Sunday morning on the couch in my pajama bottoms, a Go Korea soccer tee-shirt that C bought me when he went there, and a purple yoga hoodie. The 30-year old furnace growls comfortingly yet I leech heat from the dog and cup after cup of select herbal teas. I listen to the steady rain, random drips of water into the kitchen sink, and the clocks here and in my office, ticking. If I’m not careful, I will fall asleep.
It is a perfect day for staying home and reading. Nothing but—though it can be to ourselves or each other—especially not driving back to Wal-Mart to return the Toy Story DVD we bought yesterday for my nephew for Christmas but which, it turns out, my sister had forgotten to tell me she’d already bought. The alternative title she gave me, when I finally gritted my teeth and asked for one, was Mickey’s Christmas Carol. I gritted my teeth harder, because that was precisely what I’d picked up and walked about with for several minutes before buying instead what was on my nephew’s list. The only copy of Mickey’s Christmas Carol, in that zoo of a store. I chastise myself: Trust your instincts. Next time, do what your self tells you.
This brings me to reading, which my self tells me I want to and should do every day, instead of being on the computer. The first thing I did this morning on opening my eyes was finally not get out of bed for work but pick up one of the books I’m reading, Martha Baillie’s The Incident Report, which I haven’t touched, not on purpose, since the day I read 40 pages at lunch time at the store and then bought it. That was weeks ago.
I want to keep reading but I’d also like to review Yellowknife, by Steve Zipp, because I finished it at least a week ago. I finished a book! Yes. It’s been worrying me that I have turned into that person who reads and tweets and facebooks and blogs about books but never reads them. It’s been bothering me that a person who loves to read more than anything in the world chooses rather to stare at a monitor than make time for a book, except while brushing her teeth or right before she falls asleep after midnight. It doesn’t make sense and it reminds me of my childhood, teenage, and even university days, when I dropped everything for a book, for escape, for the utter appreciation of skillfully crafted stories and essays. Those memories make me want to weep over the loss of the old me. Suddenly, it’s as though my reading life, and all the books I read in all the places I read—under the Lone Tree on our ten acres, wedged between shelves and counter in the library where my mom worked, on the bed, on the floor, in the van, in the bath, waiting in lines, on the bus, on the train, on the couch, by the woodstove, etc.—are determined to flash before me. If this could happen as I’m dying, instead of the typical life that flashes before your eyes, I’d be okay with that. But with my luck and the way I’ve been behaving, it will be all the books I meant to read but didn’t that show themselves.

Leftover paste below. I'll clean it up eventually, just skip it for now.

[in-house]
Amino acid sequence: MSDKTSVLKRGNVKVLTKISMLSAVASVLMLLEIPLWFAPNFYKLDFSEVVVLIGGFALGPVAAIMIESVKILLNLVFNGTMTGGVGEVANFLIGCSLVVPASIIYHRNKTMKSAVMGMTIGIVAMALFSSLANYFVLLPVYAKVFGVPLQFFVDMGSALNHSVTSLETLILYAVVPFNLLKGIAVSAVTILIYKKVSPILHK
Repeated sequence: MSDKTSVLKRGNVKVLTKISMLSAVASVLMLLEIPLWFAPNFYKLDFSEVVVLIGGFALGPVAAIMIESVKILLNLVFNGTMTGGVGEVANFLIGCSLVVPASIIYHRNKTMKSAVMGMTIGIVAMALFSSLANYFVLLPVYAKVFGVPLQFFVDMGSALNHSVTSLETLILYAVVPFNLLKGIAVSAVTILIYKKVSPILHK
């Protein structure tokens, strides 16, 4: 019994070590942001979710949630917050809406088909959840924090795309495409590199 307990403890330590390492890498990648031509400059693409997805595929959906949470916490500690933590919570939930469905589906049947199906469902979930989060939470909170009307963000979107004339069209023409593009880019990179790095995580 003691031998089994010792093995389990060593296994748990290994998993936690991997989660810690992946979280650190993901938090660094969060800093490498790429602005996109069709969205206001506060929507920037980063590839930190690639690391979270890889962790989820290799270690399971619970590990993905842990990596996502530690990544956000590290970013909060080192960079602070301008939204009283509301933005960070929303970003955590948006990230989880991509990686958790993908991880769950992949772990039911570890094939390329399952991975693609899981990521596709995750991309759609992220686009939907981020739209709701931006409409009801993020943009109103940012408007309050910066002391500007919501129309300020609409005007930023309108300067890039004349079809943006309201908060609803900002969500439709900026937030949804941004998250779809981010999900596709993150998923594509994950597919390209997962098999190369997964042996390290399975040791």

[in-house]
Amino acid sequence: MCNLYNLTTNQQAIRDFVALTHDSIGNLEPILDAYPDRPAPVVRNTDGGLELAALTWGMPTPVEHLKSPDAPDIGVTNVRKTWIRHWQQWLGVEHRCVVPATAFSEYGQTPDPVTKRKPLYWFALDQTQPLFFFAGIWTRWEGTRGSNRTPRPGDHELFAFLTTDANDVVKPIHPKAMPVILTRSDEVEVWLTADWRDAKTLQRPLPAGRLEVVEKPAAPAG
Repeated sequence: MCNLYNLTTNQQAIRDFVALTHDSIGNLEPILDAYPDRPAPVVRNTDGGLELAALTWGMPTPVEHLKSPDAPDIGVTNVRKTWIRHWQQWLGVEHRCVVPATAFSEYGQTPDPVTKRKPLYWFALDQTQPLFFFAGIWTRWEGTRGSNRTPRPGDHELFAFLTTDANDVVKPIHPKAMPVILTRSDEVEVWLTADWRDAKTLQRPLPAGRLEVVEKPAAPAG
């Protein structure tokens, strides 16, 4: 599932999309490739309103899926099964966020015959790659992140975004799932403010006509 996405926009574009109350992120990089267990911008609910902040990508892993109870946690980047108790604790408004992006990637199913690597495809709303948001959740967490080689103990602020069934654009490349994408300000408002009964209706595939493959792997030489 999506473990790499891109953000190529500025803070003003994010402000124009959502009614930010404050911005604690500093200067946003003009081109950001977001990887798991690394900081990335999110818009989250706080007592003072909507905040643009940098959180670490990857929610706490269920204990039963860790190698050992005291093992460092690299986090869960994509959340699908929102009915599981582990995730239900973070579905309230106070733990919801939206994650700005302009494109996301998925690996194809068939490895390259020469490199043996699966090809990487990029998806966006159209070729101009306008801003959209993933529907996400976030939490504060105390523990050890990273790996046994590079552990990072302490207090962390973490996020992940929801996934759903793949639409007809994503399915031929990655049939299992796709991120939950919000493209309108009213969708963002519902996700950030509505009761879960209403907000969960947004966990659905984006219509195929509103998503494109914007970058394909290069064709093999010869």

I know that Steve Zipp, the author who sent me his book, the author who has been supremely patient waiting for me to read it and then review it, will be okay if I don’t review his book today. He told me there was no rush. I think he means this, because if I were an author, I wouldn’t want to rush a writer, or a reviewer. More than anything, I’d want the person to settle down to review when she was relaxed and in a reviewing mood. That way everyone benefits.
So I think I’ll read. I think for the first time in months, perhaps even years, I’ll do only that, all day. I am home, for once, and thus able to hear the rain on the roof for hours, watch a strange fog patch drift by like smoke, able to sit by the lit Christmas tree, able to think I’ll be free from unexpected visits since the heavy rain is dangerously icy and this is a storm, which the WeatherEye in my toolbar tells me is “right on track.”
There are many reasons one reads. And when I put those reasons together with time I didn’t even have to carve out of a tightly squeezing, wrenching, grasping day but which the universe seems finally to have conspired to give me, and when the feeling that I could read right through The Incident Report and through Breakfast at the Exit Cafe and then through the entire ridiculous, though of course incomplete, “immediate pile” threatening to kill me as I sleep, I think I should listen to what my self is telling me: read. Read to redeem yourself. Read while you still can.